All of this begs the obvious question: why not replant with better wine grapes, focus on making serious wine and create opportunities for export (and international recognition)? Right now, the Ukrainian market doesn’t demand quality wine and wouldn’t pay for it, which leaves only export. The majority of winemakers in Transcarpathia are small and don’t have the time or money to wait five years for new plantings and there’s no guarantee that their endeavor would produce exportable wine. Of course, the monoliths of Transcarpathia, Chizay and Cotnar, who have the most money and largest vineyard lands, realize that eventually tourism alone will not be enough and are now pushing exports- an often fruitless (pun completely intended) task in the competitive wine export industry. However, I did find The Wine Voyager Winter Import Wine Catalog 2016/Spring 2017 edition (Southern Glazer’s) offering a Chizay red- a real accomplishment, and a steal at $90.00 per case, even for a non-vintage!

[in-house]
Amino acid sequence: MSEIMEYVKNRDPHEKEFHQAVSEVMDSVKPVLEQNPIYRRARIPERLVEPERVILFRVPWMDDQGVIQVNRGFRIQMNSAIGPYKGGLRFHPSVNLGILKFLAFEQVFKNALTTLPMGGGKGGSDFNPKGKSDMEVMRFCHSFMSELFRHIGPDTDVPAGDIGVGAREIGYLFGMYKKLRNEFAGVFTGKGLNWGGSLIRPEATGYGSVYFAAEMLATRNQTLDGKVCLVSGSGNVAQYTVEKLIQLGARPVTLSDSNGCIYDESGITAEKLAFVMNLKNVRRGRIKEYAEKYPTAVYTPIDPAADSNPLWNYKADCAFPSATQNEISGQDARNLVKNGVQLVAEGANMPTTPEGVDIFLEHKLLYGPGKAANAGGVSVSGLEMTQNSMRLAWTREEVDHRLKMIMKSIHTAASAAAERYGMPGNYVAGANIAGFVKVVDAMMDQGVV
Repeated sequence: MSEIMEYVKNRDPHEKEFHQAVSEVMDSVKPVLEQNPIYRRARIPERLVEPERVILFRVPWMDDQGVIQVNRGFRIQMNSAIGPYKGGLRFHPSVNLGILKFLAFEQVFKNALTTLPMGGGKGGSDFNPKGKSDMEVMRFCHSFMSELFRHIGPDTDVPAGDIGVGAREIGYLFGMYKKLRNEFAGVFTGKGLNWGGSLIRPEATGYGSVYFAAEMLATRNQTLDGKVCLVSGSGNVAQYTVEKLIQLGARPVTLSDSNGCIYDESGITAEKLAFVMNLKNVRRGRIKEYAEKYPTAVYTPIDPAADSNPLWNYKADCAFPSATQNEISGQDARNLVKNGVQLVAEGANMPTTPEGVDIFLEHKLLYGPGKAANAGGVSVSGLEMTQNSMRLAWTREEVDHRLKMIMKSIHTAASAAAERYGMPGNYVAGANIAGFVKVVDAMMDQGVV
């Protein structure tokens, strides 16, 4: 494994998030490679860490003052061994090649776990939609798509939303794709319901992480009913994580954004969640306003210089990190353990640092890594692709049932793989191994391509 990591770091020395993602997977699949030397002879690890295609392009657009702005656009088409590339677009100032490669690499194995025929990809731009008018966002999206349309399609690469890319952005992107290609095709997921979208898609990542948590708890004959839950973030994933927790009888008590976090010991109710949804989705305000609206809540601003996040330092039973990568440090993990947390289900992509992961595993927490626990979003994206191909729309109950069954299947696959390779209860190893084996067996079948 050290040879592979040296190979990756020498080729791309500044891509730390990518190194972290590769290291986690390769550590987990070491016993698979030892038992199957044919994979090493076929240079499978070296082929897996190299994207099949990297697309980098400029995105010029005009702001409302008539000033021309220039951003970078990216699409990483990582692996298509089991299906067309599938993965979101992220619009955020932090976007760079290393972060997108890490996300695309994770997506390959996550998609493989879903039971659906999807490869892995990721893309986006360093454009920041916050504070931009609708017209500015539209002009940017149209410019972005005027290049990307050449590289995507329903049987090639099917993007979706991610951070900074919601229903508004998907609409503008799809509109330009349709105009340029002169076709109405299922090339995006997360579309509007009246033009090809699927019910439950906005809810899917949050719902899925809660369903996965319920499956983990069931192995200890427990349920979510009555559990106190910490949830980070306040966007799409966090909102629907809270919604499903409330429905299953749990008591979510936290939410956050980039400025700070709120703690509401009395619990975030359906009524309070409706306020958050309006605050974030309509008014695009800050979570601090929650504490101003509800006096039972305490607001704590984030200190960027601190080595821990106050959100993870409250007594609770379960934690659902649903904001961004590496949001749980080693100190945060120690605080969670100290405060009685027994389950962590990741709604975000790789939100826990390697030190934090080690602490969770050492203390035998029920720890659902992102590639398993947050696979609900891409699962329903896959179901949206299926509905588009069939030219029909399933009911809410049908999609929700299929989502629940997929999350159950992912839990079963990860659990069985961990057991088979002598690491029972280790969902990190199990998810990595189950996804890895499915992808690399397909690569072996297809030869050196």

Only time will tell if they prove successful- for now, the deck is stacked against them.
The eclipse is a thing of the past, at least for now. Our solar sunglasses have been stored away, the videos and pics archived in our phones, and memories of it all but faded from our minds. Do you remember what it felt like- the darkness that descended blotting the sun from the sky? We’d do well to occasionally remember, and think of a small group of mostly Hungarian vintners in Transcarpathia, who toil under the virtual darkness of a Russian-induced eclipse their entire lives. The imagery is dramatic, but then so are the circumstances- country invaded, land taken, crops confiscated then cut down altogether. Given enough time, this eclipse too shall pass and the sun should once again shine brightly on this part of the world.